Great pub chefs - Spanning the spectrum

By Nigel Huddleston

- Last updated on GMT

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Spanning the spectrum
Spanning the spectrum
There's no pigeon-holing the Lamb Inn in West Wittering - Tim Powell is determined to cater for all types of tastes, as Nigel Huddleston reports. If...

There's no pigeon-holing the Lamb Inn in West Wittering - Tim Powell is determined to cater for all types of tastes, as Nigel Huddleston reports.

If anyone was in any doubt that to deliver good food means having to have fancy ingredients, then they should scroll down the lunch menu at the Lamb Inn to find the Cornish pasty. It comes with a salad, pickles, and brown sauce. Yes, brown sauce, frequently delivered in sachets with the cutlery, but seldom seen as a listed menu ingredient. Tim Powell isn't afraid to have the everyday on the menu at his pub in West Wittering near Chichester. But when your CV includes La Tante Claire, the Ritz and Pont de la Tour, you can probably afford to do things your own way, or as Tim himself puts it "not being afraid to put on something as simple as a lasagne"​.

"When you're doing food, you have to think of all different kinds of people,"​ says Tim, "so we always have a curry on each evening. "We've got the ability in the kitchen that if someone on a table likes spicy food and someone else likes Mediterranean grilled vegetables with pitta bread, hummus and a few olives, and someone else likes fish and chips, we can do it. "We want to be open to every type of taste, not limited to up-market food or jacket spuds."​ Tim and wife Lucy settled in the coastal mini-millionaire's row a year ago in a bid to escape the pressures of big city life and work.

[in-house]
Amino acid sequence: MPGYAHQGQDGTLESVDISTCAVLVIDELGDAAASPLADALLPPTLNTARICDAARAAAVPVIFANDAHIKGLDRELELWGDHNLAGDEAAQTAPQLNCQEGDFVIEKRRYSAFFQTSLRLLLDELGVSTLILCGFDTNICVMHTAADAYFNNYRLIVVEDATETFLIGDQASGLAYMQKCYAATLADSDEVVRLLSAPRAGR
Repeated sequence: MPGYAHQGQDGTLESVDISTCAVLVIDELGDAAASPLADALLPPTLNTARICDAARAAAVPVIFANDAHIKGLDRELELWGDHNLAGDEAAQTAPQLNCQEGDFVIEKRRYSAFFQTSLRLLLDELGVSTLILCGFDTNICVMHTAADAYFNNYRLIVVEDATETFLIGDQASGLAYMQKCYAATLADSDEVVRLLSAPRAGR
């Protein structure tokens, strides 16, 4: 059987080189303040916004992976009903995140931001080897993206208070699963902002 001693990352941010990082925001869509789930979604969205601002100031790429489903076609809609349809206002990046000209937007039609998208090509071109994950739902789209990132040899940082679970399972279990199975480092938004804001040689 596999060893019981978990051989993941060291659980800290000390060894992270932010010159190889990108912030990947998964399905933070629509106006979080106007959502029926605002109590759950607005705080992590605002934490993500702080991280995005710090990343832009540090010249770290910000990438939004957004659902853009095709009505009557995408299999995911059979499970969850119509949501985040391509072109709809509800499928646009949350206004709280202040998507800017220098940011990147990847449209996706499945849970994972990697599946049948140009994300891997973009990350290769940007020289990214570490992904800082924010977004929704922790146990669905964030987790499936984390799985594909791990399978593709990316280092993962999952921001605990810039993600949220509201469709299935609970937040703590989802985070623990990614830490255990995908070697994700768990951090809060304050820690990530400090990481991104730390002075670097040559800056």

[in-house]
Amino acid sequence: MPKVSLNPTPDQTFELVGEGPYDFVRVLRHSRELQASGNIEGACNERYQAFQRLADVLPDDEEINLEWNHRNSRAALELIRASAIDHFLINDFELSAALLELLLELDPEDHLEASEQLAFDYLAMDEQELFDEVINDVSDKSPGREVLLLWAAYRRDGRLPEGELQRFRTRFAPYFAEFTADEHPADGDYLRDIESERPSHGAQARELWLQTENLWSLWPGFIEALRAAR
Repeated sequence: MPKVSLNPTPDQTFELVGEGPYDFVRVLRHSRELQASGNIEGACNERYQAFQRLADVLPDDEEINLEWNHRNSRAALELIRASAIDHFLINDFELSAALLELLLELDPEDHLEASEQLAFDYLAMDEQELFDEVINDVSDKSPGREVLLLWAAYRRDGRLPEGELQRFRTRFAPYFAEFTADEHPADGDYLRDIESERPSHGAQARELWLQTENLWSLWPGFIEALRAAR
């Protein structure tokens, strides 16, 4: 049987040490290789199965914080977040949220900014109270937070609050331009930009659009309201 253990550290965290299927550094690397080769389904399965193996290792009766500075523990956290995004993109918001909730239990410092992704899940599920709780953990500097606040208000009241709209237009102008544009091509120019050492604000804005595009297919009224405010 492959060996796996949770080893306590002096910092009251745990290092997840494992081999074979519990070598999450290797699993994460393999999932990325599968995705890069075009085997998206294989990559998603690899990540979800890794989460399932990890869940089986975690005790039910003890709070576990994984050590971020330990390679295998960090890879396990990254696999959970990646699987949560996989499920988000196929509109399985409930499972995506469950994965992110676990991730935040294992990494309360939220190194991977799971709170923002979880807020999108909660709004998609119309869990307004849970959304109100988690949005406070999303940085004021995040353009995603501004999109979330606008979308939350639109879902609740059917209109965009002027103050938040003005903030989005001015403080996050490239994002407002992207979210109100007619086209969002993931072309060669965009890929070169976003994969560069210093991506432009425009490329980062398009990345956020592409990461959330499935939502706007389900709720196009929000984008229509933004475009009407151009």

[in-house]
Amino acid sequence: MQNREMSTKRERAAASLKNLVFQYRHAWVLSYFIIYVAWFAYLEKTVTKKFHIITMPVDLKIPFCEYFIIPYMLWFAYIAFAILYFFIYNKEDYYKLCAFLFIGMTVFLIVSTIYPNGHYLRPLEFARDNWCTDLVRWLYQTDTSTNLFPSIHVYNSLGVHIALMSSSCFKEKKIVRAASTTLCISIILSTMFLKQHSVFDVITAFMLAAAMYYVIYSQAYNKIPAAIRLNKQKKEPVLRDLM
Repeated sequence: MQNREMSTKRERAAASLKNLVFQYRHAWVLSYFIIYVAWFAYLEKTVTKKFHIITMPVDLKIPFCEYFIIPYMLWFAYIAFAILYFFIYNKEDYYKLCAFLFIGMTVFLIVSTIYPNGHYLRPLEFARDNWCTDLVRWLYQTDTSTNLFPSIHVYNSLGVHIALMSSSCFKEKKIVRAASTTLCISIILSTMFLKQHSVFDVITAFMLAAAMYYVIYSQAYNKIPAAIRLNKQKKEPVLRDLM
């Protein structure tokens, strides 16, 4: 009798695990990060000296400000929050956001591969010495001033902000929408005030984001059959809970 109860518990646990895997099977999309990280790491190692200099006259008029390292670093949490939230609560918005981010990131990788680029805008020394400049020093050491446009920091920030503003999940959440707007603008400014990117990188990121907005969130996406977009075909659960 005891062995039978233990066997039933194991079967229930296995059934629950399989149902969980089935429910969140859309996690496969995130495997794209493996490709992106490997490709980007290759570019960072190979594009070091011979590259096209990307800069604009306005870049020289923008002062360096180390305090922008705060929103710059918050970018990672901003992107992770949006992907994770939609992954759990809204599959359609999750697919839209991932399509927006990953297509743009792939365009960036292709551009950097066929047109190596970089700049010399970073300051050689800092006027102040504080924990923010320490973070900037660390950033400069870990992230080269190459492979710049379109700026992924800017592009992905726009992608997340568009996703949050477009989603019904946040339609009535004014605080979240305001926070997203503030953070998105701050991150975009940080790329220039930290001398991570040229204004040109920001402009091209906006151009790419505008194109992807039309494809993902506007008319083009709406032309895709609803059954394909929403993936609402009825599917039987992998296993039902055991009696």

West Sussex had a lot to offer. "It was important to get back to the areas where good food was produced,"​ says Tim. "But it was also about lifestyle and bringing my kids up away from the big city environment. "Unless you go back into Chichester, you couldn't find anywhere to eat fresh fish, so it seemed like it would be a good place. I found that the highest concentration of market gardens and greenhouses were based in this part of the country, so from a produce point of view, it's been very good as well. "Part of the joy of cooking is using stuff that's in season and has been picked that morning. Last week it was English asparagus and I know a couple of guys up in town who couldn't get it, and a few weeks before that, it was sprouting broccoli. I know it's not the only place in the country but it's nice to think that most of the things that are going on the plate are from this area."

Running a pub signalled a change of working environment for Tim. "If you'd have told me a couple of years ago I'd have been going to do a pub, it would not have been in the forefront of my mind. "The main reason we went this way was that we weren't finding the sites we wanted," explains Tim. "But more importantly, I'd weighed up in my own mind, after being in town for so many years, that a lot of people were coming out to eat but it wasn't a pleasure anymore; it was work and done out of necessity. "In that environment you only hear the complaints and not when people have enjoyed their evening. There's nothing more disheartening in this job than to only hear the bad stuff, or answering 40 e-mails about Valentine's menus six months down the line."

The Lamb is a Hall & Woodhouse tenancy, which had its own benefits. "To any chef looking to open their own business I'd recommend a tenancy because apart from the working capital and buying the existing equipment, it's the cheapest way to set up,"​ points out Tim. "And you get a group of customers who are already in place, unlike opening a restaurant from scratch."​ A year down the line of pub ownership, the Lamb had quadrupled its turnover and increased its staffing levels sixfold, but the expansion hasn't been at the expense of substituting quantity for quality. "Once you've got a table for the evening that's it, it's yours. I'd rather do 70 meals well than 100 badly. "We run out of fresh ingredients quite regularly, but I'd rather do that and get fresh stuff in the next day. We're not about trying to do as many as we can, it's about doing the job well."​ Even the brown sauce.